On your way up, note the two halves of an old plow, posing as yard art on your left. They were a gift to the previous owners of property, whose last name was Plough.

The weather-beaten, original wooden path and street signs will be on the right as you near Evergreen Lane. Once you’re on the street, look between #1 and #9 for an unusual vantage on the cupola crowning the Claremont.

Follow Evergreen Lane to its intersection with Slater Lane, pausing to meet the critters marching atop the fence and gate of #57 Evergreen Lane, creations of metal artist Mark Bulwinkle.  

Turn right onto Slater, noting the succulent garden at #29, then veer right onto Alvarado Road. Look through the fence of #697 Alvarado for a nice glimpse of the Bay, and don’t miss the botanical-themed address numbers and gate hardware at #681.

 139 Steep Steps

Walk past the top of Eucalyptus Path to see a brood of ceramic and metal chickens and a lone metal goat grazing in front of #665. Return to the path, which is long and steep but lined with handrails and punctuated with ramps.

The 139 steps of Eucalyptus Path provide the only access to the nine houses along it, built between 1909 and 2000. Some of the older ones originally were summer and vacation homes for San Franciscans. 

On October 20, 1991, this path was a key evacuation route for residents fleeing the Berkeley-Oakland Hills fire. In addition, firefighters and volunteers hauled water hoses from hydrants at each end to reach the flames.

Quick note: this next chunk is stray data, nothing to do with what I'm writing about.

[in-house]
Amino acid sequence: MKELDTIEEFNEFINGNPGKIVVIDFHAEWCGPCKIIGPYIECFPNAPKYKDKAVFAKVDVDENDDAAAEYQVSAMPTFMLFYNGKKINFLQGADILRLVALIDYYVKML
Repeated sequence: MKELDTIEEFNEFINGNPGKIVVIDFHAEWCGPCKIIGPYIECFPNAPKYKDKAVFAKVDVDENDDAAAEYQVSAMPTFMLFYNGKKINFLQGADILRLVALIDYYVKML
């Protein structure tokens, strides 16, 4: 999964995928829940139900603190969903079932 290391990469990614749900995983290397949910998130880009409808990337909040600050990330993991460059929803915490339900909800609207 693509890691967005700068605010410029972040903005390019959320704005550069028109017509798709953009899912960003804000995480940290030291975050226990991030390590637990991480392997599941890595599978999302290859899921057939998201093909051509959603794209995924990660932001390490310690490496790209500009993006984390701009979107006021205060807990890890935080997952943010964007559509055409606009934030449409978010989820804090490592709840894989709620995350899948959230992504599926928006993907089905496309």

Although the houses on Alvarado Road at the top of the path were lost, those on Eucalyptus Path and nearby Sunset Trail were saved. Only the deck of #36 Sunset Trail burned.

(This walk includes only the top portion of Eucalyptus Path, but if you want to add an aerobic challenge, descend all the way to the bottom, climb back up to the top, and resume the directions below.)

As you head down the path, notice the eclectic houses and gates. Numbers 43 and 51 are tucked along an interesting brick and concrete walk. At #44, the newest house on the path, marvel at the elaborately carved doors, gate, and pillars salvaged from a former mosque in Pakistan.

A Rare East-West Path

Turn left after #44 onto Sunset Trail, one of the few East-West paths in the Berkeley-Oakland hills and the only one that does not link two streets.

Wander along this level path, catching some glimpses of the Bay beyond the lower fences, until you reach Willow Walk.

Turn right to descend the lower section of this path, perhaps the prettiest in the neighborhood with stone steps, a seasonal creek along one side, and some tree stumps at the bottom that make a perfect picnic area for small children.

Turn right onto Alvarado Road, and follow it back to the top of The Short Cut and your starting point. Along the way, you’ll pass some of the grand old houses of the neighborhood.

These houses and the hotel survived the 1991 fire because the high winds that had fanned the fire subsided. Had they persisted, official accounts say, the conflagration, fueled by the Claremont Hotel, could have raced west through much of Berkeley.

[An earlier version of this article appeared in Claremont Living magazine.]